A story caught my interest and subsequent puzzlement and even anger today. The family of a 7-year-old boy in West Virginia sued the child’s elementary school and collected because the child jumped off the swing on the playground while being Superman and broke his arm. Consequently, the swings in the whole state are being taken off the playgrounds. Playgrounds in elementary schools without swings?! Bizarre.
What strikes me as simply strange is our unwillingness to take any personal responsibility. For anything. We want someone else to fix it for us. Handle it for us. Tell us what to do. Tell us how to do it. When to do it.
I remember when I made the decision to birth my first baby at home 27 years ago. With that decision came an enormous responsibility to be informed and aware. Informed about the process of the pregnancy and the potential for situations to come up in labor and delivery. My family and many others were stymied by this choice of mine. Their take on it was that the doctors know better. Forget that my body knew what to do. Forget that I took weeks choosing a midwife whom I felt was competent and capable. Forget that I had all intention to manage this pregnancy and birth with minute attention to my and the baby’s well-being. Forget that we arranged a back-up in the event of any emergency. It was simply not appropriate to take on all that responsibility. It was, however, just peachy to give all that responsibility to someone else. Someone I could sue if things went awry.
On the farm here we step up to take responsibility to nourish our gardens. I’ve been told that all that time and attention could be lessened by just using chemical fertilizers. They are, after all, made to do the job we take hours doing by tending our compost piles, spreading the compost, turning the beds, hoeing and hand weeding the rows. But, we want that responsibility. We embrace it. The buck stops with us, barring any of the myriad of happenings that can befall the fields that only god can administer.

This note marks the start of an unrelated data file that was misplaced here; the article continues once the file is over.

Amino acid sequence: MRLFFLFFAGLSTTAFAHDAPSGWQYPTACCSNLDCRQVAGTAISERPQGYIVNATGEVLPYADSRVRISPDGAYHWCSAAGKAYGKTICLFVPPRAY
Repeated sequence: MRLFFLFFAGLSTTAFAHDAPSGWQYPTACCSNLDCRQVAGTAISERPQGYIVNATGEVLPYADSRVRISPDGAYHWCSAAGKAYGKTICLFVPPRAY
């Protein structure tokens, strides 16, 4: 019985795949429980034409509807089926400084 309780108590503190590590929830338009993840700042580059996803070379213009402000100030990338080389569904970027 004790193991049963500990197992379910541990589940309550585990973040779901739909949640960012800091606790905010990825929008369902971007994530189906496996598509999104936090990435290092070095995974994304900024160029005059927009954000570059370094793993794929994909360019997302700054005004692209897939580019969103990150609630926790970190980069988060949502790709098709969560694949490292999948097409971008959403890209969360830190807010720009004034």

I sometimes joke that I missed my chance at the jackpot of lawsuits when that same homebirthed firstborn son was about 18 months old. He was happily ensconced in the seat of a grocery cart in a lovely small gourmet grocery shop in suburban Connecticut while I perused the produce. Without warning the wheel fell off the cart sending Sky tumbling to the floor along with some Granny Smith apples. I picked him up, kissed the bump on his head and sat right down on the floor and nursed him, reminding him that he was just fine and drying his little tears. Within moments I was surrounded by management from the shop who ushered us into the office and proceeded to gush all over us with their apologies. I thought they were so kind, and, indeed they were. But, the underlying tension was more to gauge my potential to sue them for the faulty cart. Followup phone calls came from their attorneys inquiring as to his well-being. All I might have wanted was a free pass for their scrumptious cheeses!
It is our responsibility to eat well and consciously. To find the diet and path that nourishes our health. To learn to listen to our own intuition and our own bodies. It is neither the drug companies nor the doctors’ job to do that for us. The miracle of pharmaceuticals and physicians to step in when balance is lost or the situation is dire is irreplaceable. Just as irreplaceable is our own accountability in taking care of ourselves on a daily basis.
Shit happens. It happens to even the most wonderful people. It happens to little boys pretending to be Superman on playground swings and little boys munching on Granny Smith apples. In these litigious days, it is our responsibility to watch out for ourselves. To empower ourselves and our children to make intelligent decisions for our own well-being. And to carefully weigh the options before casting blame and looking for compensation beyond ourselves.
I’ve been re-visiting a book by Michael Ableman entitled Field of Plenty: A Farmer’s Journey to the Frontiers of American Agriculture. It is a fine read by a man who has devoted his life to small farms in our country. I’m enticed to read page after page of his prose—his stories of farms that have survived the storms of development and corporatization of food supplies. He strives to demonstrate by these stories that “farming is not just some lowly form of drudgery, but that it is an art and craft and an honorable profession. . .that good food is more than just about the confluence of technique and fertile soil, that it is the result of men and women who love their land, and who bring great passion to working with it.” This is the new agrarian movement he sees sweeping the country. How I wish more of this movement would find a foothold on the beautiful agriculture lands here on Kauai. Seems like a wish that is just a whisper on the tradewinds, lost in the shortsightedness that is so-called progress here.